The Church’s policies and practices have evolved over the years. The help line, for example, has been highly successful since its creation over 15 years ago. The Church continues to look for ways to refine and improve its approach to abuse. To be sure, tragic situations have arisen. The Church’s response is always to help victims of abuse.


Cool, I imagine that the help line has been VERY helpful in preventing local bishops from making these types of decisions by the seat of their pants. Good idea!
At times the Church has to defend itself in court against spurious allegations and overreaching demands, most arising from situations that allegedly occurred decades ago.


This sentence reminds me of JS being brought in on "trumped up charges." Is there ever a case brought against the church that might have occurred before the help line was instituted when the bishop made a very bad decision? If the church was so great at preventing child abuse before the help line began, then why the need for the help line?
One final point: The Church has not taken these measures to protect its reputation but to protect children.
Really? I find it interesting that it seems like the church has an aversion to owning up to normal corporate motivations for things. The new SSA policy was created "to protect children". The ward janitors were eliminated "to give the members service opportunities and pride in their ward buildings". If we go back to the time when the help line was instituted then we see that the church was being forced to settle some very expensive lawsuits as this 1995 Deseret News article helps to demonstrate: http://www.deseretnews.com/article/4218 ... tml?pg=all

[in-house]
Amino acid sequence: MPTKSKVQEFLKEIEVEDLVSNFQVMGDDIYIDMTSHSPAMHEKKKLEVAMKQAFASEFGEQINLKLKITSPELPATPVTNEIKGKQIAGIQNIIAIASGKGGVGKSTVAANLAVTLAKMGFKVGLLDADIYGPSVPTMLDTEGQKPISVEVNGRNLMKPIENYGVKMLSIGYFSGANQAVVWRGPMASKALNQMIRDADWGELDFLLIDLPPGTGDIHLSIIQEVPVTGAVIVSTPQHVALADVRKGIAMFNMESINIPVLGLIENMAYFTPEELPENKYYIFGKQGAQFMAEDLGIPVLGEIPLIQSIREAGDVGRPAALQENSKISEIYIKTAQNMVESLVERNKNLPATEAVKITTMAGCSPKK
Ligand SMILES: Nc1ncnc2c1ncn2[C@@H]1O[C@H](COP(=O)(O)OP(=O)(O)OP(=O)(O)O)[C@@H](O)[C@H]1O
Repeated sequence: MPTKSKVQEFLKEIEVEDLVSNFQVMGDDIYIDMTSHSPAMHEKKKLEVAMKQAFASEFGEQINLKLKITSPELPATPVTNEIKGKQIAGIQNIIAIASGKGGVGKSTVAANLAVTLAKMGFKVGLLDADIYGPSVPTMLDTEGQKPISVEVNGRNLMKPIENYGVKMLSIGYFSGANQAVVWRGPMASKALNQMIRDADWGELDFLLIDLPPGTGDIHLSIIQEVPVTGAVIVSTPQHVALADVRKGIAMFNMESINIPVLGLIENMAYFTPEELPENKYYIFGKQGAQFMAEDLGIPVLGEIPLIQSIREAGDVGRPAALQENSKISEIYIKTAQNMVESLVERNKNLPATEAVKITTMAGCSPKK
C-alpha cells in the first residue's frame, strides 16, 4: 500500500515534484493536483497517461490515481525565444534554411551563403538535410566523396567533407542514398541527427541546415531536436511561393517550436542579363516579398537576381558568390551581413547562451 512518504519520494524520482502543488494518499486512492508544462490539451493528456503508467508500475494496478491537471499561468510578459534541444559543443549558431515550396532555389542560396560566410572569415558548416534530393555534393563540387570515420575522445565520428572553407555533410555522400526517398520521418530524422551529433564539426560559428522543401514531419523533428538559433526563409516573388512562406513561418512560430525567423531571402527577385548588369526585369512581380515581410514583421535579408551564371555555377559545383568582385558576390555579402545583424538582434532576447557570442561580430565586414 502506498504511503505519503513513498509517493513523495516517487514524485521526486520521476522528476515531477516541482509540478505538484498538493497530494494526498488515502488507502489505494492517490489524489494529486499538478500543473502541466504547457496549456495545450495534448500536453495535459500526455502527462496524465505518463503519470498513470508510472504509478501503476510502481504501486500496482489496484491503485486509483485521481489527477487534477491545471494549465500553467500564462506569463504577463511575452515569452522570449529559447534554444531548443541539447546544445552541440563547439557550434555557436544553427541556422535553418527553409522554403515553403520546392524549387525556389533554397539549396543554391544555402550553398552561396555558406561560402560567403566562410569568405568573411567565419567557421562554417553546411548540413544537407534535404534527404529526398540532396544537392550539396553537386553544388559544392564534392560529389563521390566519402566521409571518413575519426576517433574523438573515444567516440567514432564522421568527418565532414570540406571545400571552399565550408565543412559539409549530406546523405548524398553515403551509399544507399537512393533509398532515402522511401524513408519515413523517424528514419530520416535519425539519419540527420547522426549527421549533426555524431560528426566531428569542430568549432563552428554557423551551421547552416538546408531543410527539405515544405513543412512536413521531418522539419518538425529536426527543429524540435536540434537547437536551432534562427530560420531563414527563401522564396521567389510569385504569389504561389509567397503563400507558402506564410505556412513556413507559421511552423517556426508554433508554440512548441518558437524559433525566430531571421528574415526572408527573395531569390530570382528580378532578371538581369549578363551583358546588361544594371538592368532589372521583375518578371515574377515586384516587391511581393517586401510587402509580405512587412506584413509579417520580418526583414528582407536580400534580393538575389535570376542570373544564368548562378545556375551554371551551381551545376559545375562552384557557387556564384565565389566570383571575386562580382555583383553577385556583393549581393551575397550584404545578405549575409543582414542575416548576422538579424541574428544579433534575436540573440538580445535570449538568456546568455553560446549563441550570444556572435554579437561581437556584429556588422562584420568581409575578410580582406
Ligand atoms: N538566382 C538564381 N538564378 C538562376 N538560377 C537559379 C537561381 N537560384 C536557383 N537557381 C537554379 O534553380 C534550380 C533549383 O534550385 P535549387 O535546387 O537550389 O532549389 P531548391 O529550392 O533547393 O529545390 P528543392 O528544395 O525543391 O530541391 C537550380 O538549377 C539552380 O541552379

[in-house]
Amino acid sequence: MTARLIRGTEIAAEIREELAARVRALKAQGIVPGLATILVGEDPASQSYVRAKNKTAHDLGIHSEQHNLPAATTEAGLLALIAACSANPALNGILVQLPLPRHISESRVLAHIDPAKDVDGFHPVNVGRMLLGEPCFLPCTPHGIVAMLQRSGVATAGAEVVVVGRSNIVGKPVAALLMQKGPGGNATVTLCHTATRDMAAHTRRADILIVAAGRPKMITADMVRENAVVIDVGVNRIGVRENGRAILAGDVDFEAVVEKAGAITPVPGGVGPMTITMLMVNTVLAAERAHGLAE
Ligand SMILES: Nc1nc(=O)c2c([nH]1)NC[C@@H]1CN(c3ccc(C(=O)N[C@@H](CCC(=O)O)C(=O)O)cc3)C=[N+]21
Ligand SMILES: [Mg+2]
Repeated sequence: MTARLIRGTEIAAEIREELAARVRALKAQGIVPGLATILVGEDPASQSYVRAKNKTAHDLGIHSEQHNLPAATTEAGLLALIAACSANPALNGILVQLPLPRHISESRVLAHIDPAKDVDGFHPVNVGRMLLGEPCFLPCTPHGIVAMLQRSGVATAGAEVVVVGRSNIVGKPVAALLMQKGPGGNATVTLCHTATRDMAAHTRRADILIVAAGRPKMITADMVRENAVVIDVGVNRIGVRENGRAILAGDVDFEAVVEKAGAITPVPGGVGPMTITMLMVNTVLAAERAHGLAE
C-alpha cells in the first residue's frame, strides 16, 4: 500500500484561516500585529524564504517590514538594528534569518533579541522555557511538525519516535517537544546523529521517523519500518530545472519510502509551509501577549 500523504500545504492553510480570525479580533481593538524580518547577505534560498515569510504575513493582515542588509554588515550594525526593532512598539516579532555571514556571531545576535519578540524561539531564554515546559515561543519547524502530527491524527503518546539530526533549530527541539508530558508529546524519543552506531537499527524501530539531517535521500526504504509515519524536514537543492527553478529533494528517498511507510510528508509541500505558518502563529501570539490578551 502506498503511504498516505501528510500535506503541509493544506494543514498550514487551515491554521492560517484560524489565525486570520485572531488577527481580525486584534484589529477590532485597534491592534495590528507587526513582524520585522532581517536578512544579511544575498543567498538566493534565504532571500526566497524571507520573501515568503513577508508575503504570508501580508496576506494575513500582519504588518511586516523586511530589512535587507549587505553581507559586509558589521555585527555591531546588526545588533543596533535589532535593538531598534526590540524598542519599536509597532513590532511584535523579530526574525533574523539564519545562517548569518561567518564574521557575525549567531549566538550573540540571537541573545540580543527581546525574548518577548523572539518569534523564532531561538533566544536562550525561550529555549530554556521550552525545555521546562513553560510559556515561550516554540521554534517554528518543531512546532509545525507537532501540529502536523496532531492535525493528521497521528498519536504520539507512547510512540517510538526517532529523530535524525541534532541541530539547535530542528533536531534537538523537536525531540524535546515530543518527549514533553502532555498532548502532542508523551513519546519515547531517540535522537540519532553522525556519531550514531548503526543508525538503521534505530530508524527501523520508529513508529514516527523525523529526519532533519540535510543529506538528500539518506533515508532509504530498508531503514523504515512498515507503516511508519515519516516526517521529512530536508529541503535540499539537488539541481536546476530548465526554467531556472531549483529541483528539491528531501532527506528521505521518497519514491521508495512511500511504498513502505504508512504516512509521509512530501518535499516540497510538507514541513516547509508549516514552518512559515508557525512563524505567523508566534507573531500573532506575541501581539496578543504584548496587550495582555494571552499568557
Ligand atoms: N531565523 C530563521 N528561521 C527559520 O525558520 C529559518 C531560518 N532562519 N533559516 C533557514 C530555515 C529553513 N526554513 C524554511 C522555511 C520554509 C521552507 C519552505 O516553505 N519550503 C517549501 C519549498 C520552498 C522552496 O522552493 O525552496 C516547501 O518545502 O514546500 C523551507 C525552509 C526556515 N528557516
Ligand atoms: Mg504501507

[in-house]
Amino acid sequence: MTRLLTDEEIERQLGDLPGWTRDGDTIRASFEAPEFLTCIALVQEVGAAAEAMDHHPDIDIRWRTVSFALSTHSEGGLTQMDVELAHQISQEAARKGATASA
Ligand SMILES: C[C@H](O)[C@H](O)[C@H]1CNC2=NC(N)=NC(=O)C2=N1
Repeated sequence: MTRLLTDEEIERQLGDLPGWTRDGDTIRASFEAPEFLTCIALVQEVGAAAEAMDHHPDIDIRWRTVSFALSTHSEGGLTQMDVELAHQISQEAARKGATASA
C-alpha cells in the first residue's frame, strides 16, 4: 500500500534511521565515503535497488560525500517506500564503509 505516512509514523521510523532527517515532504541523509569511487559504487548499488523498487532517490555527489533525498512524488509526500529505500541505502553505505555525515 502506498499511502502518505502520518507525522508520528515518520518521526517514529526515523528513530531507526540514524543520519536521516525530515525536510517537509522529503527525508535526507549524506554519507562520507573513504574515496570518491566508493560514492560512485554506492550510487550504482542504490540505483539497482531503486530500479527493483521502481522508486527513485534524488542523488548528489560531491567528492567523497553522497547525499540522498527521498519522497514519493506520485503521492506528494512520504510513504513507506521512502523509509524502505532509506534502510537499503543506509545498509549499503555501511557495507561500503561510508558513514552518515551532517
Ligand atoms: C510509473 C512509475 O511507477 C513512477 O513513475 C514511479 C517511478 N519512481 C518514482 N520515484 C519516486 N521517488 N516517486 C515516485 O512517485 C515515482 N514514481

This statement does not even allow the desire of the church to protect it's reputation as a minor or secondary considerations. It is unequivocal that no church leaders were thinking about the churches interests when these policies came about.

I agree that the church is doing pretty great at preventing child abuse. I just don't think that this press release is having a direct or honest discussion on the subject. Sometimes, mistakes were made by local church leaders with disastrous and tragic consequences. We have learned from those issues and implemented safeguards that will hopefully prevent most of these issues from re-occurring.

Just say it and move on. Don't pretend that the church has always been some sort of guardian of children. Why the rose colored, Pollyanna, puff piece?
"It is not so much the pain and suffering of life which crushes the individual as it is its meaninglessness and hopelessness." C. A. Elwood

“It is not the function of religion to answer all the questions about God’s moral government of the universe, but to give one courage, through faith, to go on in the face of questions he never finds the answer to in his present status.” TPC: Harold B. Lee 223